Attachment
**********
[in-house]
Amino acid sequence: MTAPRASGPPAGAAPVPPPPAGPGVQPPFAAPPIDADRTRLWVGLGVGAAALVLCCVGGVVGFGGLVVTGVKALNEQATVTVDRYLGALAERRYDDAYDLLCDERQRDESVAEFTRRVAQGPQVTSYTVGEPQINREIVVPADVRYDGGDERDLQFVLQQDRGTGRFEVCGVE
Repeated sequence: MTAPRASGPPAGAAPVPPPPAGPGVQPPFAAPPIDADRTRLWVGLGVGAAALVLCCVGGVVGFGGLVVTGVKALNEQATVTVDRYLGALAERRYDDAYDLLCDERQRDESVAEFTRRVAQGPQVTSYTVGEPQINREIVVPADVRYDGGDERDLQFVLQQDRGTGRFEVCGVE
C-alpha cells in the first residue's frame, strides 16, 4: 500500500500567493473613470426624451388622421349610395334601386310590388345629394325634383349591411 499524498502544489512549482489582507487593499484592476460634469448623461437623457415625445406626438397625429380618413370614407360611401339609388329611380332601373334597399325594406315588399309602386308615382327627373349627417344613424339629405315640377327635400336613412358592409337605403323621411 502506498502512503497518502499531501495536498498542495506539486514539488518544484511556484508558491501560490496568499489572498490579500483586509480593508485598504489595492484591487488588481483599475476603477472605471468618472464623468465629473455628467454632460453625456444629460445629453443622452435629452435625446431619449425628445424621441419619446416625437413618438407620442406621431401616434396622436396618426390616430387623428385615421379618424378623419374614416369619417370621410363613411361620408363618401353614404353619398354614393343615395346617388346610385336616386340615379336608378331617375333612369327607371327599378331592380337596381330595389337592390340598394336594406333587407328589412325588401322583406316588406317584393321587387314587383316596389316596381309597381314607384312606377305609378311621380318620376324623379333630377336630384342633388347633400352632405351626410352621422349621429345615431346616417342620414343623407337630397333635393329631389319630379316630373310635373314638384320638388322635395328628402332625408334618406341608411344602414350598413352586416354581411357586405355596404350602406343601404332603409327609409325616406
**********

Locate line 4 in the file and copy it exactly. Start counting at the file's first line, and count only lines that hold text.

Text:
C-alpha cells in the first residue's frame, strides 16, 4: 500500500500567493473613470426624451388622421349610395334601386310590388345629394325634383349591411 499524498502544489512549482489582507487593499484592476460634469448623461437623457415625445406626438397625429380618413370614407360611401339609388329611380332601373334597399325594406315588399309602386308615382327627373349627417344613424339629405315640377327635400336613412358592409337605403323621411 502506498502512503497518502499531501495536498498542495506539486514539488518544484511556484508558491501560490496568499489572498490579500483586509480593508485598504489595492484591487488588481483599475476603477472605471468618472464623468465629473455628467454632460453625456444629460445629453443622452435629452435625446431619449425628445424621441419619446416625437413618438407620442406621431401616434396622436396618426390616430387623428385615421379618424378623419374614416369619417370621410363613411361620408363618401353614404353619398354614393343615395346617388346610385336616386340615379336608378331617375333612369327607371327599378331592380337596381330595389337592390340598394336594406333587407328589412325588401322583406316588406317584393321587387314587383316596389316596381309597381314607384312606377305609378311621380318620376324623379333630377336630384342633388347633400352632405351626410352621422349621429345615431346616417342620414343623407337630397333635393329631389319630379316630373310635373314638384320638388322635395328628402332625408334618406341608411344602414350598413352586416354581411357586405355596404350602406343601404332603409327609409325616406